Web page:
Input is DC - shouldn't be power factor there. Output - I suppose there can be a distortion power factor but displacement power factor should be load dependent.
    I live for today, I'm just a day behind.

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    Quote Originally Posted by kwired View Post
    What am I missing when it comes to PF and inverters?

    Input is DC - shouldn't be power factor there. Output - I suppose there can be a distortion power factor but displacement power factor should be load dependent.
    Output PF can be deliberately lowered. I believe the reasons are to have the inverter supply some vars so that not all of the vars have to come from the utility if the loads cause displacement. I'm not an expert on this but I've been told it can be required by utilities to mitigate engineering demands on their distribution network.

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    Quote Originally Posted by jaggedben View Post
    Output PF can be deliberately lowered. I believe the reasons are to have the inverter supply some vars so that not all of the vars have to come from the utility if the loads cause displacement. I'm not an expert on this but I've been told it can be required by utilities to mitigate engineering demands on their distribution network.
    Guess I'm not seeing how that can be done, but makes sense if it can be done.

    Does such an inverter put out a leading power factor if there is little or no load on it or does it adjust to loading?

    PFC at individual loads still seems to make the most sense for most applications.
    I live for today, I'm just a day behind.

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    What you can do with a strictly utility interactive PV inverter and no local loads is deliver PFC current as if the GTI included a PF correction capacitor bank.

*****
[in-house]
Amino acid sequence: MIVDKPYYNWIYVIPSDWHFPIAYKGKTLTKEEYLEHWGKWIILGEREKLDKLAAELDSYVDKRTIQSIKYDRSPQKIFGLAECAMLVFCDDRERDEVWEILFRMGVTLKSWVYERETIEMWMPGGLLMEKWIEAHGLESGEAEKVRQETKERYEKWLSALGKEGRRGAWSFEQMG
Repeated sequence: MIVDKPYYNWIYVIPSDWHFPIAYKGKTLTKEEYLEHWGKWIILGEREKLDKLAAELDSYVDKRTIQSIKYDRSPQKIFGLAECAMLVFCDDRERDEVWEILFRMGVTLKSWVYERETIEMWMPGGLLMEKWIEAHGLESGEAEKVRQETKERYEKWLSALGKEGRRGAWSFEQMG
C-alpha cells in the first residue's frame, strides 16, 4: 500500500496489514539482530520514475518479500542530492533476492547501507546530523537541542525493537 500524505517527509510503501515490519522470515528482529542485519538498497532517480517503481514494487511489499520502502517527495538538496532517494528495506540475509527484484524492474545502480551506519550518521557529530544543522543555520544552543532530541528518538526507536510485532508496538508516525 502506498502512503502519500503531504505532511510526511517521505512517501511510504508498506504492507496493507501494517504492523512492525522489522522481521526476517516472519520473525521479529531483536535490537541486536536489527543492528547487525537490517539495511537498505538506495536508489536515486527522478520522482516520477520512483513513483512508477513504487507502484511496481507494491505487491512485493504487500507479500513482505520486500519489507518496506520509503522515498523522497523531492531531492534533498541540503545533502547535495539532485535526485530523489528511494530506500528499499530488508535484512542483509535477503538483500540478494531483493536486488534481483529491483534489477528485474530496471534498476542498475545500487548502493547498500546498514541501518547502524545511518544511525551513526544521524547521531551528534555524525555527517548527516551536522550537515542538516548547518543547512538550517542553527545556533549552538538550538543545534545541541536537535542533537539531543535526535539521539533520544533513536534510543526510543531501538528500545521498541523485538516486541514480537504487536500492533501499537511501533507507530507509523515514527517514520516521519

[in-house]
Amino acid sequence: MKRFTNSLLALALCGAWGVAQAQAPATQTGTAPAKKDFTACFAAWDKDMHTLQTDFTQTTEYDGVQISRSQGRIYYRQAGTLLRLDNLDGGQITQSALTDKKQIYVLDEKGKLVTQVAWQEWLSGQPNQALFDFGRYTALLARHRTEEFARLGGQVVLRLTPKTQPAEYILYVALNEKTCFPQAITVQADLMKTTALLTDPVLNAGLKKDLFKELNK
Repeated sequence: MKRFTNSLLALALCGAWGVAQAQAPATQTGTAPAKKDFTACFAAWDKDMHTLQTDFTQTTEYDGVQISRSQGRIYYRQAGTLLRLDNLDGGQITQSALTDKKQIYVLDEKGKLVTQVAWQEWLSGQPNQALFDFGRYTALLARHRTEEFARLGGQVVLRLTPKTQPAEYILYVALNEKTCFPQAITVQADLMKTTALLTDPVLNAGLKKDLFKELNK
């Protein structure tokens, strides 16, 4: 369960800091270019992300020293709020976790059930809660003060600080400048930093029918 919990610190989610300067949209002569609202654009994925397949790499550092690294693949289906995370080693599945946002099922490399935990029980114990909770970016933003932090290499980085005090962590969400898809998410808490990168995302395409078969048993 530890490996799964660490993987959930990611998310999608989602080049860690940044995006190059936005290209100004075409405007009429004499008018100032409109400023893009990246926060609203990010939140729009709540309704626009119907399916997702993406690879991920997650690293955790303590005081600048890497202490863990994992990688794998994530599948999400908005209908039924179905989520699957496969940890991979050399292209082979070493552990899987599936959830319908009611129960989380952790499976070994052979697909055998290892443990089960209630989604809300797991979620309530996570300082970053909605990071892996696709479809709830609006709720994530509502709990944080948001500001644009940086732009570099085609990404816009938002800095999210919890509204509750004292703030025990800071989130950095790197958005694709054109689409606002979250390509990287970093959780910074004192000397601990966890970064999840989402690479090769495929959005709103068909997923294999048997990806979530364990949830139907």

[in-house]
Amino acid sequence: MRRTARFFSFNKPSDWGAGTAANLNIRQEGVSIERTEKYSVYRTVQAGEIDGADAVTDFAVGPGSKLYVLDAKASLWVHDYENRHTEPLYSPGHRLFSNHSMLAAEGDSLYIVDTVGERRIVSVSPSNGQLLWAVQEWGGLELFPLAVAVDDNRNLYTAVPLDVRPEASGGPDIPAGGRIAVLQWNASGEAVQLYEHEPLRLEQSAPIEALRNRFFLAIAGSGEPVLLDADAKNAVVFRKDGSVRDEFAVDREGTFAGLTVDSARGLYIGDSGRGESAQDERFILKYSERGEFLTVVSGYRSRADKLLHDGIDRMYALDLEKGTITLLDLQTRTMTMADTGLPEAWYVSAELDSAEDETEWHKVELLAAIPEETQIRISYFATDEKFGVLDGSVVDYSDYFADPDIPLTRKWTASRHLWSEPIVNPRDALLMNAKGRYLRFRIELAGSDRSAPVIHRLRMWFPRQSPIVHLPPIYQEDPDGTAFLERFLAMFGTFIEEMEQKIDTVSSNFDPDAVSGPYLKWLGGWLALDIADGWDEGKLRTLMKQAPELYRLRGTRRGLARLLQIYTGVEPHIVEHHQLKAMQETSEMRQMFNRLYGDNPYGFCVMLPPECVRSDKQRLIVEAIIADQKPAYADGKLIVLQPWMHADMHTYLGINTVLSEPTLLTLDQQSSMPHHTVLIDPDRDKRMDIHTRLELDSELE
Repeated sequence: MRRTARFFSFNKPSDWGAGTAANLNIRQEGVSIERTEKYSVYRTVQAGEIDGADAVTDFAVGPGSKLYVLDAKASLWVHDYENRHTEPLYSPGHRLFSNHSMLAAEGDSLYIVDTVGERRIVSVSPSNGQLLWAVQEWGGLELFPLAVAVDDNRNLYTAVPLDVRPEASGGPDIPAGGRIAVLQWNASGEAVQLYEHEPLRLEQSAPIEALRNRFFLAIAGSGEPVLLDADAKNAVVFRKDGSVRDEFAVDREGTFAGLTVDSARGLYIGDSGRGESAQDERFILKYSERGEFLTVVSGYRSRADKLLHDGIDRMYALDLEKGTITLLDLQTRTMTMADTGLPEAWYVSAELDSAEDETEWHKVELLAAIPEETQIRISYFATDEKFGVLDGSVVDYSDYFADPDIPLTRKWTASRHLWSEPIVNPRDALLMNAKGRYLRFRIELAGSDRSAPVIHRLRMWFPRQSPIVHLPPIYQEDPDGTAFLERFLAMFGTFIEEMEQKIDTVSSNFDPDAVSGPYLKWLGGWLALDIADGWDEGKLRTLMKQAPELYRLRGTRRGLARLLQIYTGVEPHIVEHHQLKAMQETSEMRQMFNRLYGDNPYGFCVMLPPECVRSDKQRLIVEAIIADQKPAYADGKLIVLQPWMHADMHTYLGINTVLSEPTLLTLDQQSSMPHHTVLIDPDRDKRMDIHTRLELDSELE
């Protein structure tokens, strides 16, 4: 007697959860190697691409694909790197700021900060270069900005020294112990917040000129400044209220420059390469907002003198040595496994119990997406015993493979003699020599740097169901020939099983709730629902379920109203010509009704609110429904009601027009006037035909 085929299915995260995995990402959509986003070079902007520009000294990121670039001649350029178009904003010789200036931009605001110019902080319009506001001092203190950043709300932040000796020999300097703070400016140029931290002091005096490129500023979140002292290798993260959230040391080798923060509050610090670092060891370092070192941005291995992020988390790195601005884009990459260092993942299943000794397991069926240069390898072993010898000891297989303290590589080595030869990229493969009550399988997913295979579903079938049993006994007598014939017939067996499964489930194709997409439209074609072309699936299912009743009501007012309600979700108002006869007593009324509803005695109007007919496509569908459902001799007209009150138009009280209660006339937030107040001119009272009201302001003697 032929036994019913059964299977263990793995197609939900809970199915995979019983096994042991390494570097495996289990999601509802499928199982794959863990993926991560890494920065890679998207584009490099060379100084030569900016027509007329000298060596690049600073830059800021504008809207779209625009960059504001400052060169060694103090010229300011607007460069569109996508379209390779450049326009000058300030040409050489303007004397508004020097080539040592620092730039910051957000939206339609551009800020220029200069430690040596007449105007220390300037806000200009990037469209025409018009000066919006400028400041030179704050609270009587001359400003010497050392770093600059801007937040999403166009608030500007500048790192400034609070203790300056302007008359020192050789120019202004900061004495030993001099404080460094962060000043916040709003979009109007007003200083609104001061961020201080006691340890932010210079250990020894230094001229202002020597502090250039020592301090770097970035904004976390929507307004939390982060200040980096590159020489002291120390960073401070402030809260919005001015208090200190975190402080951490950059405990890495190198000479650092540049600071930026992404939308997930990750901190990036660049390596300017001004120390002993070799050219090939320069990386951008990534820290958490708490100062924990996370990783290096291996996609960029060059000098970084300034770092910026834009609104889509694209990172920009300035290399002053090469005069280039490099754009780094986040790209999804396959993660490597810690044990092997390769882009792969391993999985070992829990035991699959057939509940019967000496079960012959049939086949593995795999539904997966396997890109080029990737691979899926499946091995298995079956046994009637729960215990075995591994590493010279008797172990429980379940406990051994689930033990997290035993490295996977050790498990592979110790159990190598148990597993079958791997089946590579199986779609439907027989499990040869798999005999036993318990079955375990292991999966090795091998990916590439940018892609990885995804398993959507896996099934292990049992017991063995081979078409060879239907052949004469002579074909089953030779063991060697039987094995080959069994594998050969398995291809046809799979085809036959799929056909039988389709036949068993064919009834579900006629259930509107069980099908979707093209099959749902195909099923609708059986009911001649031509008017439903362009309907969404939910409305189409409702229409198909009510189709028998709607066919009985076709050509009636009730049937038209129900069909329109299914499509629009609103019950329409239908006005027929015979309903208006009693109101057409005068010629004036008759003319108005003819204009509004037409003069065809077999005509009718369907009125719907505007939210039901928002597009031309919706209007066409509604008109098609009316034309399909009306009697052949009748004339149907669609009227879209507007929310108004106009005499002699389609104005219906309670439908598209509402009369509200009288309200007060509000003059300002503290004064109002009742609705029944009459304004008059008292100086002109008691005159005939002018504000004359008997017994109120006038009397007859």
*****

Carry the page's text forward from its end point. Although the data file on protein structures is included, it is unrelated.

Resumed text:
Because the incoming grid voltage gives no clue as to what the utility current looks like anywhere in the system, there must be a protocol by which POCO can command a particular power factor from inverters with that capability.
    This allows POCO to fine tune their own local and ovaerall PF taking the place of switched capacitor banks (an ongoing maintenance issue in addition to their initial cost) and avoidinghhh low PF loading on their prime mover generators.

    Basically the active electronics of the inverter can deliver current with a waveform offset from the sensed voltage, emulating a capacitor.
    In theory, it would just be a matter of providing additional information to allow the GTI to correct for distortion PF just as well as displacement PF. (The same sort of thing that active power factor correction front ends do for VFCs and other DC rectifying products.)

    Sent from my XT1585 using Tapatalk

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    A PV inverter is also, with a little additional programming, be a static VAR compensator. Static VAR compensators can source or sink VARs as needed to change the PF. But it is constrained by the rating on the inverter, a 100kW inverter cannot put out 100kW and produce VARs at the same time, the real power output has to be reduced which means the owner loses that income when producing VARs. So owners get concerned when utilities talk about requirements to produce VARs with no compensation.

    Fun fact, PV inverters can produce or consume VARs at night. No PV array input required because it's all imaginary power anyway.